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Thursday, November 10, 2016, 10:37

Clinton, Obama pledge to unite behind Trump

By Reuters
Clinton, Obama pledge to unite behind Trump
US Democratic presidential candidate Hillary Clinton makes a concession speech after being defeated by Republican presidential-elect Donald Trump as her running-mate Tim Kaine(R) and former president Bill Clinton look on in New York on Nov 9, 2016. (Jewel Samad / AFP)

Republican Donald Trump put aside the celebrations and focused on Wednesday on his 73-day transition to the White House as rival Hillary Clinton promised to bury the bitterness of their long presidential race and work to unify a divided country.

After Trump's stunning upset of the heavily favored Clinton, Democratic President Barack Obama and leading figures in the Republican Party who had struggled to make peace with Trump all vowed to move past the ugliness of the campaign to seek common ground.

Hillary Clinton promised to bury the bitterness of their presidential race and work with Donal Trump to unify the US

"Donald Trump is going to be our president. We owe him an open mind and the chance to lead," Clinton, the Democratic nominee, said in a concession speech in New York, joined by her husband, former President Bill Clinton, and daughter Chelsea.

With a row of American flags in the background, she told supporters her loss was painful "and it will be for a long time," and that she had offered to work with Trump as he prepares to begin his four-year term on Jan 20.

Trump's victory marked a crushing end to Clinton's second quest to be the first woman elected president. She also failed in a White House bid in 2008.

Obama, who campaigned hard against Trump, invited him to the White House for a meeting on Thursday after a brutal night for the Democratic Party, which also fell short of recapturing majorities in both chambers of Congress.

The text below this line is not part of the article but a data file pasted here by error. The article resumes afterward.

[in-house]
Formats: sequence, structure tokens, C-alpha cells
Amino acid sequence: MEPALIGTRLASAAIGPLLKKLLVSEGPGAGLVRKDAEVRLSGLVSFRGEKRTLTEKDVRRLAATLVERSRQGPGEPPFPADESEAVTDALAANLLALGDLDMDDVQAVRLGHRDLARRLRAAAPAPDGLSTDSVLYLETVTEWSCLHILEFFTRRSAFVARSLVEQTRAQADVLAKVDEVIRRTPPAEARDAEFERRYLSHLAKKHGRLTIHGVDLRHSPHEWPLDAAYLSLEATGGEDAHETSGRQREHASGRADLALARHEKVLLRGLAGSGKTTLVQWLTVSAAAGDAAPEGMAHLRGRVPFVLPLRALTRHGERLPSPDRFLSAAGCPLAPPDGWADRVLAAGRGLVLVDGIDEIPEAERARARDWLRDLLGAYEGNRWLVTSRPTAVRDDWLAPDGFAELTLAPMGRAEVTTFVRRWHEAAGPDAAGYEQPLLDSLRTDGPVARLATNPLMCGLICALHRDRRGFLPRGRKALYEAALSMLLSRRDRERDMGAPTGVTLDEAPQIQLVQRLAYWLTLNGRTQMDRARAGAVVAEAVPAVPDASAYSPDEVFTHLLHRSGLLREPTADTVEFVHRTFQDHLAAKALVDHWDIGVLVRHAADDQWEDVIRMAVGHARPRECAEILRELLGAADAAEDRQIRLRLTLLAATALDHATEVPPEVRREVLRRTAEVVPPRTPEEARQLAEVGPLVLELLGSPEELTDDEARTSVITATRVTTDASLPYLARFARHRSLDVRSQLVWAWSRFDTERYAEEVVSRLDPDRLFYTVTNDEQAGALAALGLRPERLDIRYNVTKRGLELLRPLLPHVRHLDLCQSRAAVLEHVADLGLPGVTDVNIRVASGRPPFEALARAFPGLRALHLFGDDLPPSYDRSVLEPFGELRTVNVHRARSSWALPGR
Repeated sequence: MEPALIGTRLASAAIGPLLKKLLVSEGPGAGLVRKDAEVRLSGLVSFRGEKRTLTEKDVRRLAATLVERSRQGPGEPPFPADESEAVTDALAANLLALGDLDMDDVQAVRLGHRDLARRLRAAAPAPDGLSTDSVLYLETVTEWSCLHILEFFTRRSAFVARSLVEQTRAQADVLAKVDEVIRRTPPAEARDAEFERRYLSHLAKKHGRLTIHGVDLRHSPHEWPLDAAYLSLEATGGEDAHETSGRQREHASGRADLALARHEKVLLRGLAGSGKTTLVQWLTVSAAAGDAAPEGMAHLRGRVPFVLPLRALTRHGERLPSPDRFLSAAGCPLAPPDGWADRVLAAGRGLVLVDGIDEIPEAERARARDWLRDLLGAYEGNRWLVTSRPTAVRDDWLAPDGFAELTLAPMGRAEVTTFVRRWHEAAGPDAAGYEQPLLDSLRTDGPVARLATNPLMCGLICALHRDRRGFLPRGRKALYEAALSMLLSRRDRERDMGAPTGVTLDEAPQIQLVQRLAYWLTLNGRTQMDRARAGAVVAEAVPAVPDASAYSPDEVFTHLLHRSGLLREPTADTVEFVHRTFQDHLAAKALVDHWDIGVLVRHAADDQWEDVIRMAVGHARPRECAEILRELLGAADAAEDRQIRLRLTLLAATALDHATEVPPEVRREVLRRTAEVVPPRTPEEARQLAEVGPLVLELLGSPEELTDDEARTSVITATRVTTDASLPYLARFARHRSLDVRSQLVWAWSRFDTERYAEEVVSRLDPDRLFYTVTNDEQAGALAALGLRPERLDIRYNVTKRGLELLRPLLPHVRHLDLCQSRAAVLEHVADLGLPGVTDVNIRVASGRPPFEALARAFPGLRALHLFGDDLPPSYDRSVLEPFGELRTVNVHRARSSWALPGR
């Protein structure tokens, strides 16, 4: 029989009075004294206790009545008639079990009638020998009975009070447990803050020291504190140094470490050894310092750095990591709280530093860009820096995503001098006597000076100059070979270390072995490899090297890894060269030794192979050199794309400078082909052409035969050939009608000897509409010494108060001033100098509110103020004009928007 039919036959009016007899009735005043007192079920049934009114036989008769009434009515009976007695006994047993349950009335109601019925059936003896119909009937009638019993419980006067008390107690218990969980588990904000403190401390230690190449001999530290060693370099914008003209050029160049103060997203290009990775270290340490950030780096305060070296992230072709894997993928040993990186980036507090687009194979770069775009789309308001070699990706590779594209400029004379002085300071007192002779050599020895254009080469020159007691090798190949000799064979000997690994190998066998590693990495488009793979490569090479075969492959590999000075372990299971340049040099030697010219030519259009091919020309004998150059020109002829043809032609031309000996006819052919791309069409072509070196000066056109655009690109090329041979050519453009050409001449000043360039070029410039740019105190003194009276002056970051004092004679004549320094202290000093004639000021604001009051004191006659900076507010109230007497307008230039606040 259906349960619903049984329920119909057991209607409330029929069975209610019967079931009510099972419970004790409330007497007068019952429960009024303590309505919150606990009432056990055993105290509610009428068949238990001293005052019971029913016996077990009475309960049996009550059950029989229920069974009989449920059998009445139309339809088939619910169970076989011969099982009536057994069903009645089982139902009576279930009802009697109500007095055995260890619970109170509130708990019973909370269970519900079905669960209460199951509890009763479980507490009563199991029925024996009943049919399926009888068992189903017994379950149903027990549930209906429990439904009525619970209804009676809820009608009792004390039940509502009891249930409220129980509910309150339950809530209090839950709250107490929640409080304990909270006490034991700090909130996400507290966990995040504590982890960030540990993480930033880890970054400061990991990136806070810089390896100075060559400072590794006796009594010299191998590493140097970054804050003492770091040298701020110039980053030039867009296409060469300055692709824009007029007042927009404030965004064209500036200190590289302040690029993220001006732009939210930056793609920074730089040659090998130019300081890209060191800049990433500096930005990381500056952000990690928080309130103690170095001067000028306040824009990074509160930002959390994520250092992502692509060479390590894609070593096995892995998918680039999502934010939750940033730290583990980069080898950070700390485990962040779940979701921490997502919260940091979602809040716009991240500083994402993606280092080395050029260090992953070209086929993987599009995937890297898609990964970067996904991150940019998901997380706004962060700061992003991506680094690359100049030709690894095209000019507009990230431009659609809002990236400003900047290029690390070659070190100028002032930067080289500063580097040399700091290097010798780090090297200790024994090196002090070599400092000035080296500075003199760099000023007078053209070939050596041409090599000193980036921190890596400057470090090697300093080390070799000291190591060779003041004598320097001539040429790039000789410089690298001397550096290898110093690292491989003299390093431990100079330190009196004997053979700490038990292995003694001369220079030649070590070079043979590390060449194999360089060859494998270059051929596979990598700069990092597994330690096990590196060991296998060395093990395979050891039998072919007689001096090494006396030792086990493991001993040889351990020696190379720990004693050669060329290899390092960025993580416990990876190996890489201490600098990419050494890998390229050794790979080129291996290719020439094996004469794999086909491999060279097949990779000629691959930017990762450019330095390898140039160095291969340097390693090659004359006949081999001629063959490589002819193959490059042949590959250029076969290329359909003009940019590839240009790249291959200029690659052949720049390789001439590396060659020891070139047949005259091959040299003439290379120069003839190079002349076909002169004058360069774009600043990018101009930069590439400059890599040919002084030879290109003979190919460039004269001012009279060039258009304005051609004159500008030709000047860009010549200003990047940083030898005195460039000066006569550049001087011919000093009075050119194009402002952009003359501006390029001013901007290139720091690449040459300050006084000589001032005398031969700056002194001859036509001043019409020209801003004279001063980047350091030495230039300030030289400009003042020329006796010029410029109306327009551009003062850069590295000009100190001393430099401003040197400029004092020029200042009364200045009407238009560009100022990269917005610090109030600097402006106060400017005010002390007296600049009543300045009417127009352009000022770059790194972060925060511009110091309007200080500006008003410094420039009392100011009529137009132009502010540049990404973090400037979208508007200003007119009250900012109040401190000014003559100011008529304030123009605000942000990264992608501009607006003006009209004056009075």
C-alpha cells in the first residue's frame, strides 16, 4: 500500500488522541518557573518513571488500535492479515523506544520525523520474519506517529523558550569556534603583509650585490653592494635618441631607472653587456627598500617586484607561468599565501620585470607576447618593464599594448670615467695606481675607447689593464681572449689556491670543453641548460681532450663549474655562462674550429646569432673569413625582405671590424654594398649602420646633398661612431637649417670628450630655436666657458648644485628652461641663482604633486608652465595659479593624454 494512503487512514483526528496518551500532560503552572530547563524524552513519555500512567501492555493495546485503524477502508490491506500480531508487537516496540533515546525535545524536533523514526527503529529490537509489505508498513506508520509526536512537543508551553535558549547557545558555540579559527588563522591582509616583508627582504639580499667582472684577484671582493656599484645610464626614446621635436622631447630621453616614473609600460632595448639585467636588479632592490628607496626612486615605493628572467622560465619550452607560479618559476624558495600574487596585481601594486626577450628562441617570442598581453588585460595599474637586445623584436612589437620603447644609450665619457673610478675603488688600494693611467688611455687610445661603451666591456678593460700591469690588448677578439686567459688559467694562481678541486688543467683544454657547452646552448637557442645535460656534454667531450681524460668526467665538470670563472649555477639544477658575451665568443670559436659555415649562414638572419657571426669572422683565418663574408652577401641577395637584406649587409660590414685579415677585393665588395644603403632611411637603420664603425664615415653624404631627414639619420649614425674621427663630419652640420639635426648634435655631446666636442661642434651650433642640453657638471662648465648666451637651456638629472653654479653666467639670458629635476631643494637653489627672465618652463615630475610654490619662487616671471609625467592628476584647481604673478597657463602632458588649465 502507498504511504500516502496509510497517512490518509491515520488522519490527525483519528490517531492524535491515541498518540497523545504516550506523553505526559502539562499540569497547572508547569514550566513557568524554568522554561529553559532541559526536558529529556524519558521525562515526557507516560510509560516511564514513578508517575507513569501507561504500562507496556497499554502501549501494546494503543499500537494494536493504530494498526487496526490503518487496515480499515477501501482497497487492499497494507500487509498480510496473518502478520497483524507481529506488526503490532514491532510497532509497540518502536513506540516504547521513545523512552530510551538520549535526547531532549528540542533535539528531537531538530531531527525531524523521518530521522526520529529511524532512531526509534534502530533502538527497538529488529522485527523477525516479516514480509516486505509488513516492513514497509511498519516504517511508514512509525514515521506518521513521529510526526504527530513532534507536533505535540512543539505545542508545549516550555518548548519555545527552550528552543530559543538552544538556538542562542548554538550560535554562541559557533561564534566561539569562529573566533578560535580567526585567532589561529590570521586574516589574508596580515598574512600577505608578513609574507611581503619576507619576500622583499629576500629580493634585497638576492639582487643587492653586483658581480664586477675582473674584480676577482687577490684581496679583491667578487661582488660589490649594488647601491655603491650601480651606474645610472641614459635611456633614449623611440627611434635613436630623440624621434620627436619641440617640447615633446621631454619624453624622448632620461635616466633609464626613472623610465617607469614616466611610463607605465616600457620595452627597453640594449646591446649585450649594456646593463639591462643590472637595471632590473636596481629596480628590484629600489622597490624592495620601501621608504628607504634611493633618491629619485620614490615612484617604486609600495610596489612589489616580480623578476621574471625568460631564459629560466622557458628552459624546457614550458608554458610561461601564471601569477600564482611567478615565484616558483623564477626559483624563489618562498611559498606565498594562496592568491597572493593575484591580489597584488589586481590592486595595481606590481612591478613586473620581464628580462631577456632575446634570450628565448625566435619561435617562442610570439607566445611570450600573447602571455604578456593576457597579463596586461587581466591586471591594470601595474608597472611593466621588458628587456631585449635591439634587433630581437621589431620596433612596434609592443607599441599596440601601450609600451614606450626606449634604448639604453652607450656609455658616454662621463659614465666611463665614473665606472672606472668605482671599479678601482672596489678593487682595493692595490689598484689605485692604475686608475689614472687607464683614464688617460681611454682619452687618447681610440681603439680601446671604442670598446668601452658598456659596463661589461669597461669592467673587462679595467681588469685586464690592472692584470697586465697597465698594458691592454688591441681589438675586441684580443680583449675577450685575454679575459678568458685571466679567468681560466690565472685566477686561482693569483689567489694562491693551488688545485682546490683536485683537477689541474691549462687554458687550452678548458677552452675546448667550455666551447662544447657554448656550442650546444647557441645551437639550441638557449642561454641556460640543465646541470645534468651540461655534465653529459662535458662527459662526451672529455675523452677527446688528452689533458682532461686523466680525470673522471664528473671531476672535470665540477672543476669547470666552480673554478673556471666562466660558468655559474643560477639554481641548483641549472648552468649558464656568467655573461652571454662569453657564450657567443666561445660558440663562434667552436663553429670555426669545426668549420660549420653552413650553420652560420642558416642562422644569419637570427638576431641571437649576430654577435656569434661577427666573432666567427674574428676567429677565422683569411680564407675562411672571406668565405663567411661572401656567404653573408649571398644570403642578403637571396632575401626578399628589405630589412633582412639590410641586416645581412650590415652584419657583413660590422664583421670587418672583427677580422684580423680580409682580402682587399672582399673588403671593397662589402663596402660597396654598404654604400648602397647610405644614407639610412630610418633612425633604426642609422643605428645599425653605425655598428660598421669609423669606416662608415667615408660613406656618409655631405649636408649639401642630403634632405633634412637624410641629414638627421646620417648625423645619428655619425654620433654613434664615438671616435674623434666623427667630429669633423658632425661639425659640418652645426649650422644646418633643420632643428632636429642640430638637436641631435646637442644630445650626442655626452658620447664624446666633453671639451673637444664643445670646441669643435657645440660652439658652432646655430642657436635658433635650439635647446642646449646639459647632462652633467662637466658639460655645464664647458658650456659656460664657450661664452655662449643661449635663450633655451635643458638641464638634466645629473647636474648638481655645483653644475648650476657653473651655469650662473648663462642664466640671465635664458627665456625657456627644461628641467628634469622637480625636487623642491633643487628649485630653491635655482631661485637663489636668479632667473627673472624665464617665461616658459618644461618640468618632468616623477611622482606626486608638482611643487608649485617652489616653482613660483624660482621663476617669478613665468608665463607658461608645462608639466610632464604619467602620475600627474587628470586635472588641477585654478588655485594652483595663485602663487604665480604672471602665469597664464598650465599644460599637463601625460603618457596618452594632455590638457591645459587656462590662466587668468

"We are now all rooting for his success in uniting and leading the country," Obama said at the White House, adding he and his staff would work with Trump to ensure a successful transition. "We are not Democrats first, we are not Republicans first, we are Americans first."

Trump and his senior aides met at Trump Tower in New York on Wednesday to begin the transition.


In an Oct 25 Reuters interview, Trump said his top priorities when he took office would be building stronger borders, repealing Obama's national healthcare plan, aiding military veterans and working to create more jobs.

In his victory speech early on Wednesday, he also promised to embark on a project to rebuild American infrastructure and to double US economic growth.

Republican Senate leader Mitch McConnell said on Wednesday that repealing the healthcare plan known as Obamacare would be a "pretty high item" on the agenda. House Democratic leader Nancy Pelosi said in a statement that she spoke to Trump about passing a "robust" jobs bill.

Speaking to cheering supporters in a New York hotel ballroom after his victory, Trump said it was time to heal divisions after a campaign that exposed deep differences among Americans.

"It is time for us to come together as one united people," Trump said. "I will be president for all Americans."

His comments departed sharply from his campaign rhetoric in which he repeatedly branded Clinton as "Crooked Hillary" amid supporters' chants of "lock her up."

White House spokesman Josh Earnest said it hoped the tradition of not using the criminal justice system to extract revenge on political opponents would continue under Trump.

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